German Economy Continues to Surge Ahead

June 10, 2015Germanyby EW News Desk Team


According to a report released from the German central bank, the economy has been bolstered by such factors low unemployment and a weaker euro. Germany expects GDP growth of 1.7 percent in 2015, 1.8 percent growth in 2016 and 1.5 percent growth for 2017. Imports fell 1.9 percent month-on-month, with the trade surplus increasing to a record 22.3 billion euros.

Germany has been on a winning streak in the past few months, with industrial output beating analyst forecasts, and factory orders came in at 1.4 percent month-on-month in April. April marks the third positive output for the month, and May appears to be going strong.

Germany is Europe's largest economy and a key exporter within the EU. Exports beat forecasts as well, with seasonal exports climbing 1.9 percent over a previous estimate of 0.1 percent. Analysts also believe that Germany will have a strong second quarter. Business confidence is at an all-time high in May, and unemployment fell to its lowest level in 24 years that same month, coming in at 6.3 percent.

Many businesses are hiring in hopes that the economy will improve going forward, but many in the business community are concerned that higher wage increases is something many companies cannot afford in the future. Many businesses are also worried that the high-wage atmosphere reduces competitiveness. German wages rose exponentially in 2014, but wages are still below 1995 levels when considering inflation. Germany's higher growth is also attributed to a solid labor market, which has also boosted the housing sector. Despite some complaints from the business community, the benefits of a high-wage atmosphere outweigh the consequences, and higher wages are a key driver behind consumption and economic growth.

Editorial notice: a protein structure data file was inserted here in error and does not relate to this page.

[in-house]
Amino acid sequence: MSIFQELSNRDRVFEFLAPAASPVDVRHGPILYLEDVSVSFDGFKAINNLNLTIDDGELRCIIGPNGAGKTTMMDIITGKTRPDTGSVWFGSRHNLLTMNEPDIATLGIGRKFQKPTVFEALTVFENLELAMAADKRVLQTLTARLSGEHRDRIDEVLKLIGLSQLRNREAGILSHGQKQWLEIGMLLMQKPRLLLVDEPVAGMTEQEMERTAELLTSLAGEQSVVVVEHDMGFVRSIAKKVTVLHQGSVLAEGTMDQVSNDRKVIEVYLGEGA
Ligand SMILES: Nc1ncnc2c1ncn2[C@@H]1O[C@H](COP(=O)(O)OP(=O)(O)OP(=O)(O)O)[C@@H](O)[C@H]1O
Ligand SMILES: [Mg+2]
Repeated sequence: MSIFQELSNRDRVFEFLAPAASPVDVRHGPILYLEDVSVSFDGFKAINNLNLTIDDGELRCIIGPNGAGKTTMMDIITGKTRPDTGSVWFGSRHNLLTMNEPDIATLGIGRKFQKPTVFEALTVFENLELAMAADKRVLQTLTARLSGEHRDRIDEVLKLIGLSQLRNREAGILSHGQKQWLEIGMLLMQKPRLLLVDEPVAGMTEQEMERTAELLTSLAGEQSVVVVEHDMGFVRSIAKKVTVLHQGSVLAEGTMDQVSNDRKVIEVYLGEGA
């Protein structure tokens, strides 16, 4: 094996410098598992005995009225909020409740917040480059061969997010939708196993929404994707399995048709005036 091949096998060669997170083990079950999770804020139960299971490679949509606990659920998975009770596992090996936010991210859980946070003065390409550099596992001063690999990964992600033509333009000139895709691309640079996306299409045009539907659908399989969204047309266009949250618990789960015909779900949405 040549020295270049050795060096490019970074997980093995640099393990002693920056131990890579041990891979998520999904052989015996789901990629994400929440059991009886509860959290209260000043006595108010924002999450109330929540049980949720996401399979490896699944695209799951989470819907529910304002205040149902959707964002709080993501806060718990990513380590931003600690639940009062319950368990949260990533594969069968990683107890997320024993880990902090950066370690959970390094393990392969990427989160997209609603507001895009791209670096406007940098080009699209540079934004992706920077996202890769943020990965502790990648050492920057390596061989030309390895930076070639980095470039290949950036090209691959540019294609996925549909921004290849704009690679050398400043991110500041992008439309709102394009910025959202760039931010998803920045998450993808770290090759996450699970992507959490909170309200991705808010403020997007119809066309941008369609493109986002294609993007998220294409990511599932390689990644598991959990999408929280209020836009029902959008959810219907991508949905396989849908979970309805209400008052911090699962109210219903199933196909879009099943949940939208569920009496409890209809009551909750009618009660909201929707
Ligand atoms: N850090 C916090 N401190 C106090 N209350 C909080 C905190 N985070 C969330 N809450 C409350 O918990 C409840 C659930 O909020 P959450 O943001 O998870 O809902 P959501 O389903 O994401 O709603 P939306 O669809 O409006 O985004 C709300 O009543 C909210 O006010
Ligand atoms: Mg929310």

The central bank further noted that the economy would grow at an annualized rate of 1.2 percent going forward. This is a vast improvement when considering Germany's sluggish status in 2014, when its economy was hurt by slower demand from abroad and lagging industrial strength. However, Germany gained headway at the end of the 2014 quarter, surging by 0.7 percent, followed by 0.3 percent growth in the first quarter.

Despite the advances, demand remains weak in the global economy, but this is balanced out by a depreciated euro and economic recovery within the European Union. Further, a rise in U.S. demand is benefiting the German export economy, and this translates into greater growth in the next few months. However, domestic industry needs an uptick, and economists believe that incoming orders need to improve if German GDP is going to remain strong in Q2.

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